Saving Our Planet Through Design
Working With Our Clients
Our approach to Value Engineering is summarized in the quote by the CEO of Jaguar, Dr Ralf Speth who once said that…
“if you think a good design is expensive, you should look at the cost of a bad design”.
Essentially, we do not try to Value Engineer a structural design by simply reducing material marginally, even if it can be justified by code compliant calculations, as this would simply reduce the factor of safety of the building structure. Instead, we Value Engineer a structural design by changing the structural scheme completely (indeed only if it is feasible) for e.g.: –
by altering the vertical and lateral load paths (and architectural grids if possible) to a more efficient system in high-rise structures
by converting an RC construction to a longer span post-tensioned (PT) construction in high-rise structures
by converting an RC / PT construction to a longer span composite steel construction with integrated services in high-rise structures
by converting a beam and slab construction to a flat slab construction
by converting an RC transfer floor into a dual-cast post-tensioned (PT) transfer plate in high-rise structures
by performing automated structural optimization for complex designs such as on a 50-pile pile group pile cap design
by performing an integrated pile cap and (stiffening) core wall analysis and design
by performing a more bespoke or customized design considering the actual spans and applied loadings, etc.
whilst maintaining or in fact increasing the structural factor of safety.
Apart from the obvious financial gains associated with a value engineering exercise, perhaps an even more beneficial side-effect is the savings onto the environment. Climate change is caused by a number of different greenhouse gases. Some greenhouse gases have a greater impact whilst some others have a lesser impact on the climate. In order to measure the global warming potential of greenhouse gases, a single unit of measurement is often used, i.e. the “carbon dioxide equivalents” or CO2e. Other synonyms used to describe this global warming potential include ‘embodied carbon’ or ‘carbon footprint’.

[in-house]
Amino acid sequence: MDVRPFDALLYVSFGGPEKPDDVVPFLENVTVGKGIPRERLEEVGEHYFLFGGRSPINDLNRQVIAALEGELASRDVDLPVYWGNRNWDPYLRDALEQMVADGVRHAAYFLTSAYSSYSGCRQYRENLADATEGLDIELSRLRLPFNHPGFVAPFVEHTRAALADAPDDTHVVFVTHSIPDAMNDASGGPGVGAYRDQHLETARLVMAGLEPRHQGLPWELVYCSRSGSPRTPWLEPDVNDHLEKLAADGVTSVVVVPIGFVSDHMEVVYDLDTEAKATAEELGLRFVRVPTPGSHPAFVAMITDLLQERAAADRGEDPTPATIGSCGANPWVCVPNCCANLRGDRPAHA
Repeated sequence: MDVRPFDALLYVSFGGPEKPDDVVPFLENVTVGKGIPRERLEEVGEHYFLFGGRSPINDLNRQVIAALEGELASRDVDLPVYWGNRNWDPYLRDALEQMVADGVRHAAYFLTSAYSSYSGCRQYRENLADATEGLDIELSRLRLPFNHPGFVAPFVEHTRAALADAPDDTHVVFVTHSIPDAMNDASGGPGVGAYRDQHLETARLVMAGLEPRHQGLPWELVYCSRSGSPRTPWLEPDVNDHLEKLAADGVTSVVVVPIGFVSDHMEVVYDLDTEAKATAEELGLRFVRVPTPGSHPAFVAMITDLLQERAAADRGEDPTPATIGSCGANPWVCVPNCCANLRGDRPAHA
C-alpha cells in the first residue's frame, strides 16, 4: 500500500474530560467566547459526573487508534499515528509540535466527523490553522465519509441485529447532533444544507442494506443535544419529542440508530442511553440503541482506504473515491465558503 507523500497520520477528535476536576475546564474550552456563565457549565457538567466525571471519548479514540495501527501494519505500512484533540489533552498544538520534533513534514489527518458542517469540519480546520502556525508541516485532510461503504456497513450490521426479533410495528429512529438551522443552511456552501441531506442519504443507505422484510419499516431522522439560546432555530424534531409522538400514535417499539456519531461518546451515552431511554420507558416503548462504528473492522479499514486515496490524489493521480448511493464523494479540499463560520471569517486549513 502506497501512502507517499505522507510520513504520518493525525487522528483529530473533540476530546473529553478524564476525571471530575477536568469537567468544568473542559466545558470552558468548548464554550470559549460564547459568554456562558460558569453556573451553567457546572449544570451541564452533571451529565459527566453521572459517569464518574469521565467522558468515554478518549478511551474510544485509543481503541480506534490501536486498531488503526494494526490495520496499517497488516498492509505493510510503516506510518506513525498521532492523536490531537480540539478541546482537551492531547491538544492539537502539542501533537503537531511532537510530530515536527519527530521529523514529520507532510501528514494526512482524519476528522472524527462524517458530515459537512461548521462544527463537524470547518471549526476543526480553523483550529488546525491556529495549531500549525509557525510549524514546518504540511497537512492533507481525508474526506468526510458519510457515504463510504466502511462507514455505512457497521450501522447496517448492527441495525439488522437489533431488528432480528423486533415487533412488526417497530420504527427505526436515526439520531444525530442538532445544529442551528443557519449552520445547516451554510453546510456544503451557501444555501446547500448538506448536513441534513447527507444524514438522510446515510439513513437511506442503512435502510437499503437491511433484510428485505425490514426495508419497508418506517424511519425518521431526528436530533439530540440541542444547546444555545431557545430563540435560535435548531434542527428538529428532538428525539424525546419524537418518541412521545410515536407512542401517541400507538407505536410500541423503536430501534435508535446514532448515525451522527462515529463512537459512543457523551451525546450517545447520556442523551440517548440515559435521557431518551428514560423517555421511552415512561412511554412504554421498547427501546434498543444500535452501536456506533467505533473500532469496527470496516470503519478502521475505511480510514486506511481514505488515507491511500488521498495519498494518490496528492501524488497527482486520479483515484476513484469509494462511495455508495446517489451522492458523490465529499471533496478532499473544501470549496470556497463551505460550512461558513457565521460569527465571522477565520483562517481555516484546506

Global yearly CO2 emissions have increased from 2 billion tonnes in 1900 to about 36 billion tonnes in 2019.
In building construction, the CO2e refers to the lifecycle greenhouse gas emissions that occur during the manufacture and transport of construction materials and components, as well as the construction process itself and end of life aspects of the building.
Concrete has a large footprint because of the carbon-emitting process used to make one of its most important ingredients i.e. the binder Portland Cement. By some estimates, production of Portland Cement is responsible for 5% of total global CO2 emissions. Further, according to the World Steel Association, steel production is responsible for 6.6% of greenhouse gas emissions globally.
It is estimated that a tonne (i.e. 1,000kg) of concrete produces approximately 150kg of CO2 whilst a tonne (i.e. 1,000kg) of steel produces approximately 1,900kg of CO2.
Thus our approach to climate change is to simply reduce the usage of concrete and steel as raw materials by value engineering the building and bridge structural designs of engineers to make them leaner by introducing more structurally efficient designs.
VALUE ENGINEERING PROJECTS
by Maverick United
Estimated savings of 1,910m3 of concrete | 1,006 tonnes of steel | 2,599 tonnes of CO2e | RM7,776,847
Estimated savings of 8,276m3 of concrete | 1,703 tonnes of steel | 6,215 tonnes of CO2e | RM9,671,324
Estimated savings of 2,822m3 of concrete | 2,509 tonnes of steel | 5,784 tonnes of CO2e | RM10,060,310
Estimated savings of 9,541m3 of concrete | 2,058 tonnes of steel | 7,344 tonnes of CO2e | RM10,540,621
Estimated savings of 10,915m3 of concrete | 6,841 tonnes of steel | 16,928 tonnes of CO2e | RM27,762,945
Estimated savings of 1,026m3 of concrete | 714 tonnes of steel | 1,725 tonnes of CO2e | RM2,609,085
Estimated savings of 0m3 of concrete | 800 tonnes of steel | 1,520 tonnes of CO2e | RM2,500,000
Estimated savings of 825m3 of concrete | 734 tonnes of steel | 1,691 tonnes of CO2e | RM2,309,154
Estimated savings of 1,534m3 of concrete | 1,718 tonnes of steel | 3,816 tonnes of CO2e | RM7,795,840
10. TRX RESIDENTIAL PLOT 1C, KUALA LUMPUR, MALAYSIA
Estimated savings of 0m3 of concrete | 400 tonnes of steel | 760 tonnes of CO2e | RM1,500,000